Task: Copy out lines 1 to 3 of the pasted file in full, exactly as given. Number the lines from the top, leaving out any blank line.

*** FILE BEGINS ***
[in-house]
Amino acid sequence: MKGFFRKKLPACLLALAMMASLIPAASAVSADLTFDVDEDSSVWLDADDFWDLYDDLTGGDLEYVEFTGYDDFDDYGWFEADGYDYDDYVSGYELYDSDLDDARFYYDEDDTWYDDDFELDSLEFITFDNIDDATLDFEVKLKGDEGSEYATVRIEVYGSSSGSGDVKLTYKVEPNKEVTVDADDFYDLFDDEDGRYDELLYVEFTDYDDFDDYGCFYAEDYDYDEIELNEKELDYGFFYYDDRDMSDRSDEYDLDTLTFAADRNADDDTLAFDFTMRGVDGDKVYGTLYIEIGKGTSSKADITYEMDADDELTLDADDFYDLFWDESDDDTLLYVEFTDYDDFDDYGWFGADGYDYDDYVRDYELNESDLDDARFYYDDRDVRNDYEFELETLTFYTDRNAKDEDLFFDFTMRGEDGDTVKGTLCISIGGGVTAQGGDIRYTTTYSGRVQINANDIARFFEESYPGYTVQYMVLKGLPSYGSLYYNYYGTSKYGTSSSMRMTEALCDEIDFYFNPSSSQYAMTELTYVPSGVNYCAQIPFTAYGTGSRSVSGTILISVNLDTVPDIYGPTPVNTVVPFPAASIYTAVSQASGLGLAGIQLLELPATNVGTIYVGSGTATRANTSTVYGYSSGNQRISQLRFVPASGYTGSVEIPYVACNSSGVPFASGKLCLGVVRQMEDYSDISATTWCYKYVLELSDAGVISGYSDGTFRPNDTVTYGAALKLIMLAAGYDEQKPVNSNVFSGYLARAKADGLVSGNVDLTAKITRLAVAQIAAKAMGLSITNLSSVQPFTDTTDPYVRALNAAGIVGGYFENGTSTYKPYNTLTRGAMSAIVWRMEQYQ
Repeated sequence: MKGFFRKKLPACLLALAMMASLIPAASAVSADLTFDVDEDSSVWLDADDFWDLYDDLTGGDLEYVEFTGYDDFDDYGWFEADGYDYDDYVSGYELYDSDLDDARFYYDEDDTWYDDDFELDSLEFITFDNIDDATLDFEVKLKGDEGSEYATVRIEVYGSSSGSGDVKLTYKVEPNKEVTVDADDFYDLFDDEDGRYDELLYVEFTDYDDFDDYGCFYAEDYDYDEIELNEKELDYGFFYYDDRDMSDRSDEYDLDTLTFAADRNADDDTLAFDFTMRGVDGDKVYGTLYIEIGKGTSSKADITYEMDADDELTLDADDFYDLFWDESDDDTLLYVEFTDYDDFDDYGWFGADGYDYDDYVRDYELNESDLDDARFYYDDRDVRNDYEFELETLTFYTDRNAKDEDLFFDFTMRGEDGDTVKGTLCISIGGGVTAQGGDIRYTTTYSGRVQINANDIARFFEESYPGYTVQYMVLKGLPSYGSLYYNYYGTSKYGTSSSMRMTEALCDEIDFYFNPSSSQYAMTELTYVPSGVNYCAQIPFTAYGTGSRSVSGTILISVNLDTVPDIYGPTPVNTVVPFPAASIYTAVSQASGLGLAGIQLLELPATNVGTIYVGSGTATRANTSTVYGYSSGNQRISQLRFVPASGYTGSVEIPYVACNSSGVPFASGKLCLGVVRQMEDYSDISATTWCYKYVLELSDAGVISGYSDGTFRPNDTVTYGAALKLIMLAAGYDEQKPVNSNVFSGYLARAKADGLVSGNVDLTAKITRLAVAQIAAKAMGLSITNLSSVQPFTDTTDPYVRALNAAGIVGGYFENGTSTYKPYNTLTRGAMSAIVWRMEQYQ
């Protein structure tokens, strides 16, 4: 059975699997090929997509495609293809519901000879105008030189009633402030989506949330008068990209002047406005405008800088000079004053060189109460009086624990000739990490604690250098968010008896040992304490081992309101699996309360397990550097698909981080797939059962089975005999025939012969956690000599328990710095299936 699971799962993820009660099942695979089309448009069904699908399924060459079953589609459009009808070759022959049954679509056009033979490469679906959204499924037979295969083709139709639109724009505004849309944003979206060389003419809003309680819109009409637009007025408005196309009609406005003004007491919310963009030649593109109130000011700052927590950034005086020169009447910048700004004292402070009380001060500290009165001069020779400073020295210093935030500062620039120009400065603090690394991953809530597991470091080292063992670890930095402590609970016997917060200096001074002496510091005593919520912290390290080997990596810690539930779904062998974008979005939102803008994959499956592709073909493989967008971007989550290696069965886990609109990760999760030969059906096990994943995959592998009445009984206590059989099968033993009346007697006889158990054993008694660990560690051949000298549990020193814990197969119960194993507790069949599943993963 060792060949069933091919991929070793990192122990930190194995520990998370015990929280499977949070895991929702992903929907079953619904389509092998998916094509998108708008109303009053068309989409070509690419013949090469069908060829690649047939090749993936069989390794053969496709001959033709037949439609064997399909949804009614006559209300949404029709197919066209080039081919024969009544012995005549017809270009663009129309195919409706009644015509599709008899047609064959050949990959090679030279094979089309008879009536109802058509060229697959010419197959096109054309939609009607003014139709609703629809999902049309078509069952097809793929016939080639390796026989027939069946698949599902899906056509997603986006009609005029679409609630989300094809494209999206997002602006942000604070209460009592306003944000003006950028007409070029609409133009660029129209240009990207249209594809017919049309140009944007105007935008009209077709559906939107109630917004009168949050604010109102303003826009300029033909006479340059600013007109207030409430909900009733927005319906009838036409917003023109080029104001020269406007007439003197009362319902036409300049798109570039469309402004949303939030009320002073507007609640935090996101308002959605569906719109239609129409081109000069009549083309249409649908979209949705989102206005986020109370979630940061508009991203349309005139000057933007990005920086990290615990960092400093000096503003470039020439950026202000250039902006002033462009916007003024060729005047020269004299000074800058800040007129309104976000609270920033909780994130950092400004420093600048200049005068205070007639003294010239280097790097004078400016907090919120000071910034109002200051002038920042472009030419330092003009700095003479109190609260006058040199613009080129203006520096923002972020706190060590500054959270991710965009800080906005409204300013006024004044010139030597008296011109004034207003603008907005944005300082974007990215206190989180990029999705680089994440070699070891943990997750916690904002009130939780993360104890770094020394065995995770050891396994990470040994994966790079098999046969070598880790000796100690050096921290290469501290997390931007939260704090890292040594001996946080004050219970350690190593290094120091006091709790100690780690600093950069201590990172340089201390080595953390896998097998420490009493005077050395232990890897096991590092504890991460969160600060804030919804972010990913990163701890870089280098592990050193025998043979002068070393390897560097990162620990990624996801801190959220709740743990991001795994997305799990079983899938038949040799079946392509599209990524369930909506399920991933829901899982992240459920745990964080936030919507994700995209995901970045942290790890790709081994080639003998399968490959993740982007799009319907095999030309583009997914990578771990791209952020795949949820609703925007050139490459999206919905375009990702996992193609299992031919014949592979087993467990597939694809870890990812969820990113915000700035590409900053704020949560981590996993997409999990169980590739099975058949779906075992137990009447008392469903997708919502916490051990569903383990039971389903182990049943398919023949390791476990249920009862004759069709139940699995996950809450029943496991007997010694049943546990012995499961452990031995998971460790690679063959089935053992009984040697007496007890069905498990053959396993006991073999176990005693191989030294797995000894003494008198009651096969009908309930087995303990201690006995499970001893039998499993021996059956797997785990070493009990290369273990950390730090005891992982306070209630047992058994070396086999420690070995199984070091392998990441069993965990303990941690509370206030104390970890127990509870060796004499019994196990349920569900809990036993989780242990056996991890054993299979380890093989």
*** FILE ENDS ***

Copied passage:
[in-house]
Amino acid sequence: MKGFFRKKLPACLLALAMMASLIPAASAVSADLTFDVDEDSSVWLDADDFWDLYDDLTGGDLEYVEFTGYDDFDDYGWFEADGYDYDDYVSGYELYDSDLDDARFYYDEDDTWYDDDFELDSLEFITFDNIDDATLDFEVKLKGDEGSEYATVRIEVYGSSSGSGDVKLTYKVEPNKEVTVDADDFYDLFDDEDGRYDELLYVEFTDYDDFDDYGCFYAEDYDYDEIELNEKELDYGFFYYDDRDMSDRSDEYDLDTLTFAADRNADDDTLAFDFTMRGVDGDKVYGTLYIEIGKGTSSKADITYEMDADDELTLDADDFYDLFWDESDDDTLLYVEFTDYDDFDDYGWFGADGYDYDDYVRDYELNESDLDDARFYYDDRDVRNDYEFELETLTFYTDRNAKDEDLFFDFTMRGEDGDTVKGTLCISIGGGVTAQGGDIRYTTTYSGRVQINANDIARFFEESYPGYTVQYMVLKGLPSYGSLYYNYYGTSKYGTSSSMRMTEALCDEIDFYFNPSSSQYAMTELTYVPSGVNYCAQIPFTAYGTGSRSVSGTILISVNLDTVPDIYGPTPVNTVVPFPAASIYTAVSQASGLGLAGIQLLELPATNVGTIYVGSGTATRANTSTVYGYSSGNQRISQLRFVPASGYTGSVEIPYVACNSSGVPFASGKLCLGVVRQMEDYSDISATTWCYKYVLELSDAGVISGYSDGTFRPNDTVTYGAALKLIMLAAGYDEQKPVNSNVFSGYLARAKADGLVSGNVDLTAKITRLAVAQIAAKAMGLSITNLSSVQPFTDTTDPYVRALNAAGIVGGYFENGTSTYKPYNTLTRGAMSAIVWRMEQYQ
Repeated sequence: MKGFFRKKLPACLLALAMMASLIPAASAVSADLTFDVDEDSSVWLDADDFWDLYDDLTGGDLEYVEFTGYDDFDDYGWFEADGYDYDDYVSGYELYDSDLDDARFYYDEDDTWYDDDFELDSLEFITFDNIDDATLDFEVKLKGDEGSEYATVRIEVYGSSSGSGDVKLTYKVEPNKEVTVDADDFYDLFDDEDGRYDELLYVEFTDYDDFDDYGCFYAEDYDYDEIELNEKELDYGFFYYDDRDMSDRSDEYDLDTLTFAADRNADDDTLAFDFTMRGVDGDKVYGTLYIEIGKGTSSKADITYEMDADDELTLDADDFYDLFWDESDDDTLLYVEFTDYDDFDDYGWFGADGYDYDDYVRDYELNESDLDDARFYYDDRDVRNDYEFELETLTFYTDRNAKDEDLFFDFTMRGEDGDTVKGTLCISIGGGVTAQGGDIRYTTTYSGRVQINANDIARFFEESYPGYTVQYMVLKGLPSYGSLYYNYYGTSKYGTSSSMRMTEALCDEIDFYFNPSSSQYAMTELTYVPSGVNYCAQIPFTAYGTGSRSVSGTILISVNLDTVPDIYGPTPVNTVVPFPAASIYTAVSQASGLGLAGIQLLELPATNVGTIYVGSGTATRANTSTVYGYSSGNQRISQLRFVPASGYTGSVEIPYVACNSSGVPFASGKLCLGVVRQMEDYSDISATTWCYKYVLELSDAGVISGYSDGTFRPNDTVTYGAALKLIMLAAGYDEQKPVNSNVFSGYLARAKADGLVSGNVDLTAKITRLAVAQIAAKAMGLSITNLSSVQPFTDTTDPYVRALNAAGIVGGYFENGTSTYKPYNTLTRGAMSAIVWRMEQYQ